Everybody's favourite whipping post, BT, has actually not done too badly by its shareholders compared to some companies. Some blame the UK's incumbent telco for the slow rate of Internet adoption in the UK and ever-slower rate of broadband take-up. This blame flows largely from the local loop unbundling fiasco and a broadband strategy that originally saw BT trying to tie customers into lucrative ISDN contracts while the rest of the world moved on. An investment of £10,000 in BT at its peak would now be worth about £2,500, just about enough to install and run a BTopenworld broadband wireless service connecting up to four users to the Internet for one year.
Autonomy became famous not so much for its software as for the paper fortune it amassed for founder Mike Lynch, the UK's first Internet dollar billionaire. The company has been rather more successful at promoting Mike Lynch than it has at explaining what its software actually does. Ten thousand pounds invested in Autonomy at its peak of well over £30 a share would now be worth about £1,300, not enough to buy a copy of Knowledge Update, one of the company's server products, which mines unstructured information from different sources.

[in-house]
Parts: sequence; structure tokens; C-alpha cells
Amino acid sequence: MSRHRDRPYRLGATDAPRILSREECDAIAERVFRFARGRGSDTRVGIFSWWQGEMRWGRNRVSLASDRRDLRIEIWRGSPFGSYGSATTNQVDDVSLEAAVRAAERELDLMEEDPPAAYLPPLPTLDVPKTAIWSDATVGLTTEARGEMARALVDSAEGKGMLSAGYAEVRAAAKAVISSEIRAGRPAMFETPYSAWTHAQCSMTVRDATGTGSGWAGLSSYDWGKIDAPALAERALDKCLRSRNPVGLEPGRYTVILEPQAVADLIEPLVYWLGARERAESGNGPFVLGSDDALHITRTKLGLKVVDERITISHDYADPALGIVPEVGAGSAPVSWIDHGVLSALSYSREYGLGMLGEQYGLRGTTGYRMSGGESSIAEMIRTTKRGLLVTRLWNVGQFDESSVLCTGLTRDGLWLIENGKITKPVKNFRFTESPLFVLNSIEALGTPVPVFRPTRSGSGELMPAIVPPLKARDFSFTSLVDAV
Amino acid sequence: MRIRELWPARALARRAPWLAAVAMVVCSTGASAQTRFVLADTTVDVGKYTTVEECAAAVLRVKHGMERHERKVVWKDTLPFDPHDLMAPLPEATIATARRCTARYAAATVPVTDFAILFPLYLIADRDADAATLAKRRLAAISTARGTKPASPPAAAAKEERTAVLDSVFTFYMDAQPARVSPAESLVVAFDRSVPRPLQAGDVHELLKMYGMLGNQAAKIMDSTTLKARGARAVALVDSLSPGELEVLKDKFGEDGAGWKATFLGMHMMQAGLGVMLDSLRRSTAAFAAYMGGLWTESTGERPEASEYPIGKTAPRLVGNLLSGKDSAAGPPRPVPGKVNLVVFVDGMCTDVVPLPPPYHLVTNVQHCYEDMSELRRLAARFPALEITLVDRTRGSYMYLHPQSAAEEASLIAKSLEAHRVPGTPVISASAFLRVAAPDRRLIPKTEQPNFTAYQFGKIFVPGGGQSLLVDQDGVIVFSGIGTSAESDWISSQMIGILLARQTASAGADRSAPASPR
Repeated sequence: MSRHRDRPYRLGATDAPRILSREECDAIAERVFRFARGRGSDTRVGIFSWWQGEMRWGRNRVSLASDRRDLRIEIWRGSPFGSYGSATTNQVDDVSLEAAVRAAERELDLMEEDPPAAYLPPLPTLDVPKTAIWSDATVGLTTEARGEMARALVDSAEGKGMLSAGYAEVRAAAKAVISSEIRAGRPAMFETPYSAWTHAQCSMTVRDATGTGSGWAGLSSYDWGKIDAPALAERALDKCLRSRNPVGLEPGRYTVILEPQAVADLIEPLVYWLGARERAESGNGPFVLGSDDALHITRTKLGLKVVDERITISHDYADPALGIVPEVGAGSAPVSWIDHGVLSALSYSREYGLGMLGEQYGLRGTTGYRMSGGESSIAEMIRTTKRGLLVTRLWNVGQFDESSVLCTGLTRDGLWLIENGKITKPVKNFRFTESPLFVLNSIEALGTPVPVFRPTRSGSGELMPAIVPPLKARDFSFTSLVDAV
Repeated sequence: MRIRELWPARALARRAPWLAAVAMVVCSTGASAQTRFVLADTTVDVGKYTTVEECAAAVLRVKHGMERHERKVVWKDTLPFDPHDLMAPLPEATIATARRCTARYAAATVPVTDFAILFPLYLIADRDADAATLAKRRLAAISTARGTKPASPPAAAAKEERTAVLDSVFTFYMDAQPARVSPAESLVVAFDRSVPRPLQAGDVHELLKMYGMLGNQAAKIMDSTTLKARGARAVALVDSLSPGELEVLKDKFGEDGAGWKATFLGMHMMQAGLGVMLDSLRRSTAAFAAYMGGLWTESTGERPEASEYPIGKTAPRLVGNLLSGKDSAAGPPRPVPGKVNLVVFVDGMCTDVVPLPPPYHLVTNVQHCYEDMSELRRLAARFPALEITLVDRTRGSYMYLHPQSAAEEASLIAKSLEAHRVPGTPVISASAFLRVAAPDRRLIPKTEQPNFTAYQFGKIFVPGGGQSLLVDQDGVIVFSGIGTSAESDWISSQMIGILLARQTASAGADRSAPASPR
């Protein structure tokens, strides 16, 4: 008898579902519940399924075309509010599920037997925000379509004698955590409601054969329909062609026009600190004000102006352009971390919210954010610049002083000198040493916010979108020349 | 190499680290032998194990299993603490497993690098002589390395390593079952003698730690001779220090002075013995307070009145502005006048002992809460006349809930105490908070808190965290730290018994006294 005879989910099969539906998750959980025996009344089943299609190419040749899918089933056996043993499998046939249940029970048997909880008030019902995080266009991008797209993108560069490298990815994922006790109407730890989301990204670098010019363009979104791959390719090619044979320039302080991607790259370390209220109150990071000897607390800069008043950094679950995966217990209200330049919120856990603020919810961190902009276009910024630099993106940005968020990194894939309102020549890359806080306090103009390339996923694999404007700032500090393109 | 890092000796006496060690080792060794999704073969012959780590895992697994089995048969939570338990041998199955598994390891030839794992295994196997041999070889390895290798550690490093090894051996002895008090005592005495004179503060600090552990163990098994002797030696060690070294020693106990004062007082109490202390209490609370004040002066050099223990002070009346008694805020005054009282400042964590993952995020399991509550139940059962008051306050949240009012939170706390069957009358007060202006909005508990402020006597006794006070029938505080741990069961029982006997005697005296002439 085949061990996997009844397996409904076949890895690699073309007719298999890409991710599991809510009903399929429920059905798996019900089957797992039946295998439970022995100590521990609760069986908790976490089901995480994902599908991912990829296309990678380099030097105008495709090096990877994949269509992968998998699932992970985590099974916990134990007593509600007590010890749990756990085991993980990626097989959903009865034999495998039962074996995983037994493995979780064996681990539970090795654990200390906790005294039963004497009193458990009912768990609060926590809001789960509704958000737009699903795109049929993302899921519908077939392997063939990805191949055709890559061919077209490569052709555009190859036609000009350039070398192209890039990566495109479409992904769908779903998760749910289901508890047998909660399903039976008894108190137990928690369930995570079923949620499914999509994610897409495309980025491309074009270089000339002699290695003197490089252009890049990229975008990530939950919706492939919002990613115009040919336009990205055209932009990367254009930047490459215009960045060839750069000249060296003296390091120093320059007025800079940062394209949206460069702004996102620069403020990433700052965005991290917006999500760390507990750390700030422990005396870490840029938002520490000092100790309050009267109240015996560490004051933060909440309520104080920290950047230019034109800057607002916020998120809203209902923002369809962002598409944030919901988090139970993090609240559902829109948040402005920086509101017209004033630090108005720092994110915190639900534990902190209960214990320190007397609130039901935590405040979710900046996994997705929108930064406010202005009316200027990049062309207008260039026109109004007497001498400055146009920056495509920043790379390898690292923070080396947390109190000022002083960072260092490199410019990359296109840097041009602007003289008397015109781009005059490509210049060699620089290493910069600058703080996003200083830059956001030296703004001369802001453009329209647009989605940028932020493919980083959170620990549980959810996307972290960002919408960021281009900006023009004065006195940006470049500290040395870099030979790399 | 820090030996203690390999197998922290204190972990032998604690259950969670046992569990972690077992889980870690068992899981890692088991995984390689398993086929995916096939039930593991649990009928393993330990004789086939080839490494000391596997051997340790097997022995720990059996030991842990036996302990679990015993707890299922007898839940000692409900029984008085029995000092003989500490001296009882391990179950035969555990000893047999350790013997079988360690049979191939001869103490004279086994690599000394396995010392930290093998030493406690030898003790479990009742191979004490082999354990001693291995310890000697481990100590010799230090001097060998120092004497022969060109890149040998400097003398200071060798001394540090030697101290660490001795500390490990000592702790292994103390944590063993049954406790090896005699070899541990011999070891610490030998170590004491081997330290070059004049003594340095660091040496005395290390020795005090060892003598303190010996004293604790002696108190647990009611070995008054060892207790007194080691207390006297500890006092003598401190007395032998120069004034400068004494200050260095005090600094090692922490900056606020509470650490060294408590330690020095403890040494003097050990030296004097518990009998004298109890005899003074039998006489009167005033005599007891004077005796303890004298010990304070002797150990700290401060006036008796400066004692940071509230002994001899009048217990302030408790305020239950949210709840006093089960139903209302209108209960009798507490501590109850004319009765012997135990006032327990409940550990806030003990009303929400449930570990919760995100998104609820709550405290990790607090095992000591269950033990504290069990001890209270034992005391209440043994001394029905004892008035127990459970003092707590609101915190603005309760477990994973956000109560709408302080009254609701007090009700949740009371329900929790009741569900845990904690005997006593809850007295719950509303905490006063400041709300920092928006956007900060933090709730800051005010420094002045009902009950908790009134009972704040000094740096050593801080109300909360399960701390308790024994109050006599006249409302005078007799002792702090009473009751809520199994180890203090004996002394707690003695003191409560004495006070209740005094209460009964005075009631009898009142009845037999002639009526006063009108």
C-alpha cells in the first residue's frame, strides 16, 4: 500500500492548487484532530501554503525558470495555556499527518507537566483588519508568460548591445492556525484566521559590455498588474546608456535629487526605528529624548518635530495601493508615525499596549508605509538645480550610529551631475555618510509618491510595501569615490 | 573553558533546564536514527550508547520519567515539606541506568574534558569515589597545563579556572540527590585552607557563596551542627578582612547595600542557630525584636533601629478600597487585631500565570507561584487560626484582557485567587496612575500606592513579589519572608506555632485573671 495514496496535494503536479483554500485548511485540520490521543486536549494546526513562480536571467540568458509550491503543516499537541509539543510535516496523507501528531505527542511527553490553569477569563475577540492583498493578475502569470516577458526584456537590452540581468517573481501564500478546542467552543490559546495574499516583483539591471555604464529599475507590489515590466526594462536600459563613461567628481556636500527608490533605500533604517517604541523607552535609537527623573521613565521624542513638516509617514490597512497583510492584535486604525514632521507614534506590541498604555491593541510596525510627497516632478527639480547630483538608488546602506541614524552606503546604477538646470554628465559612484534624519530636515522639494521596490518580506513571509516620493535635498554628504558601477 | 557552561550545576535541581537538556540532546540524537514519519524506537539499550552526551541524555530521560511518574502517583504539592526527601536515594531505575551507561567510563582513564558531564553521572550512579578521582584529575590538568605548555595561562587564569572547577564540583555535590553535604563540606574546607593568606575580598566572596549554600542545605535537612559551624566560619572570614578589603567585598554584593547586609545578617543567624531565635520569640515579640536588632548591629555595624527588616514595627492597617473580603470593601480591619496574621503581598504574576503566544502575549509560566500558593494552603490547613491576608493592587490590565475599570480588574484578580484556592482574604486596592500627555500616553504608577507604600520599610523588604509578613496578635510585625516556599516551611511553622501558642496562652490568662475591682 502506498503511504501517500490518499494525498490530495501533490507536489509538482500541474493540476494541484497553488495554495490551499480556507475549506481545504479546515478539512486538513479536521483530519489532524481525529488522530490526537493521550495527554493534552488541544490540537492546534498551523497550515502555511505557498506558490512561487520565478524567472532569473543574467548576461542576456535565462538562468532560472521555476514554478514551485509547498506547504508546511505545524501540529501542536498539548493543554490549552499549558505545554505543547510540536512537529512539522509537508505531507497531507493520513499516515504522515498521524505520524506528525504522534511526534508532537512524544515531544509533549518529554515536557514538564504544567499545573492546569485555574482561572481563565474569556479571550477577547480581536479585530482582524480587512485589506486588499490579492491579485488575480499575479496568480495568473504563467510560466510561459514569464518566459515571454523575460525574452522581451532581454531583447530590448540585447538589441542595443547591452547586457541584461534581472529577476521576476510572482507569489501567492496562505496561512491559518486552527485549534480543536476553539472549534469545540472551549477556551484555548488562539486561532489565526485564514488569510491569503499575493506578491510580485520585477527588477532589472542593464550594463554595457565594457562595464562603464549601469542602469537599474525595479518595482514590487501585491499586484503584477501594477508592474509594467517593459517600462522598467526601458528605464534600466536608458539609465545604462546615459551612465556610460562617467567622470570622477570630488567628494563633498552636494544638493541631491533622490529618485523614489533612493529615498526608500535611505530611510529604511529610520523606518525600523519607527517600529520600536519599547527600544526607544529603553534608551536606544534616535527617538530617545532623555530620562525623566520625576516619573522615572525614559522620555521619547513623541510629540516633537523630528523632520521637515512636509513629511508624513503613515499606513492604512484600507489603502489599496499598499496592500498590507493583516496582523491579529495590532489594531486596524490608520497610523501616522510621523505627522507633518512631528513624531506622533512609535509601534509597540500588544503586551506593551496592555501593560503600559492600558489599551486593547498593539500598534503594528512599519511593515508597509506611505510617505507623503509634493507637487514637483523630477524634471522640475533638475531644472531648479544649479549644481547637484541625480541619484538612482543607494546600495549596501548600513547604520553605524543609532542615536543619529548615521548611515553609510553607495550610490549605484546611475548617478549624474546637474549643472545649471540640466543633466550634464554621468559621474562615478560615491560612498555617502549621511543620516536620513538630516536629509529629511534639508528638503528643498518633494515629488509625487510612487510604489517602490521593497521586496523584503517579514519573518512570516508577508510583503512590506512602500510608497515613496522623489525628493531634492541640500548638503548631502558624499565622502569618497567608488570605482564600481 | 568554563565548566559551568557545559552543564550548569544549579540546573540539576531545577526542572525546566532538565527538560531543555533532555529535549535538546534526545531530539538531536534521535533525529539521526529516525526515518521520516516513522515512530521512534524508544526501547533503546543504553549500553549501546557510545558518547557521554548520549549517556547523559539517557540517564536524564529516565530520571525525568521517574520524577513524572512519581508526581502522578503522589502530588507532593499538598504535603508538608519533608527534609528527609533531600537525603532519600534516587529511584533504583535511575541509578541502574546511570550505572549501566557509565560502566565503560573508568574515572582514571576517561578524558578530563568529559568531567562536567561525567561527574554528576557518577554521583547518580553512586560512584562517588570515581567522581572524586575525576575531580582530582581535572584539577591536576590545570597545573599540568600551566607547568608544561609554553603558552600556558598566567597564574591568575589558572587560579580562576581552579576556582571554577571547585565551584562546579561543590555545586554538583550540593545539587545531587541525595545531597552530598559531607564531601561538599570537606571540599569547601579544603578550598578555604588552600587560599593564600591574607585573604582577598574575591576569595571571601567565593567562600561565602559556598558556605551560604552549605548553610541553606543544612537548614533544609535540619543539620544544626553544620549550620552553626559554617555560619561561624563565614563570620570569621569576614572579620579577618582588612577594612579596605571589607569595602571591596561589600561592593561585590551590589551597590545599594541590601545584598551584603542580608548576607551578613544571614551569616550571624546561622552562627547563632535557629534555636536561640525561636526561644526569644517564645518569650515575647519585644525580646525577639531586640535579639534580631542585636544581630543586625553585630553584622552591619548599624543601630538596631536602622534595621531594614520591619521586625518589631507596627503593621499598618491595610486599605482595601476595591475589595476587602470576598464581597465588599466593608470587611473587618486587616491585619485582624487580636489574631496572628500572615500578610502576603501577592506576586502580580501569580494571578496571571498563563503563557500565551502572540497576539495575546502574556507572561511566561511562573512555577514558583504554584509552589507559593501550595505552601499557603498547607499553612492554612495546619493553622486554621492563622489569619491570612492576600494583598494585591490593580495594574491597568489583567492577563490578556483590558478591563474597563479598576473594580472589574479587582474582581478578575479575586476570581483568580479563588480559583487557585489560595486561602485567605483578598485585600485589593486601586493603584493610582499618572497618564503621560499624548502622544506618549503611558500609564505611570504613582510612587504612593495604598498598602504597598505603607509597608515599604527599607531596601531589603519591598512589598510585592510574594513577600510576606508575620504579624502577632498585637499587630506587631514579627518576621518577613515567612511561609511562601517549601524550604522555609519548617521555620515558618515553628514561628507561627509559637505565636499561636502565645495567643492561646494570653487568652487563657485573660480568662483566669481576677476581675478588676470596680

Another British success story is Psion, the manufacturer of the eponymous handheld devices that for years outsold anything in the UK from Palm or Microsoft Pocket PC licensees. Psion famously founded the Symbian consortium, a group of handheld computer and mobile phone handset manufacturers developing products based on Psion's EPOC operating system. Psion itself was poised to release products with mobile phone functions built in, but earlier this year partner Motorola pulled out of the manufacturing deal and left Psion in the lurch. Psion has since dropped out of manufacturing hardware altogether, and is now concentrating fully on the EPOC operating system. An investment of £10,000 in Psion in early 2000 would now be worth about £570, enough to buy a single Psion Series 7 colour PDA with 16MB of RAM.
Lastminute.com, the purveyor of last-minute deals, chose almost exactly the wrong moment to float on the stock market. The stock started falling almost immediately, from a very brief high of £4.80 in April 2000, to the 25p mark now. An investment of £10,000 in Lastminute.com when it went public in April 2000 would now buy you, for about £520, a Lastminute week for two in Lanzarote with a little spending money left over -- so long as you don't want to stay over the Christmas period.
Marconi, the one-time powerhouse named after one of Britain's most famous scientists, sank to new depths this year. A radical reorganisation that saw the company reinvent itself as a networking and telco supplier in 2000, just as the networking and telco supply market was on the verge of collapse, saw the company's shares plunge from a high of around £12 in late 2000 to just 13p in the wake of the 11 September events. The share price has since rallied to around 40p. An investment of £10,000 at the wrong time in this company would now yield about £330, about enough to buy you a single Marconi Forerunner ATM PCI 155MB per second fibre adapter to stick in your PC.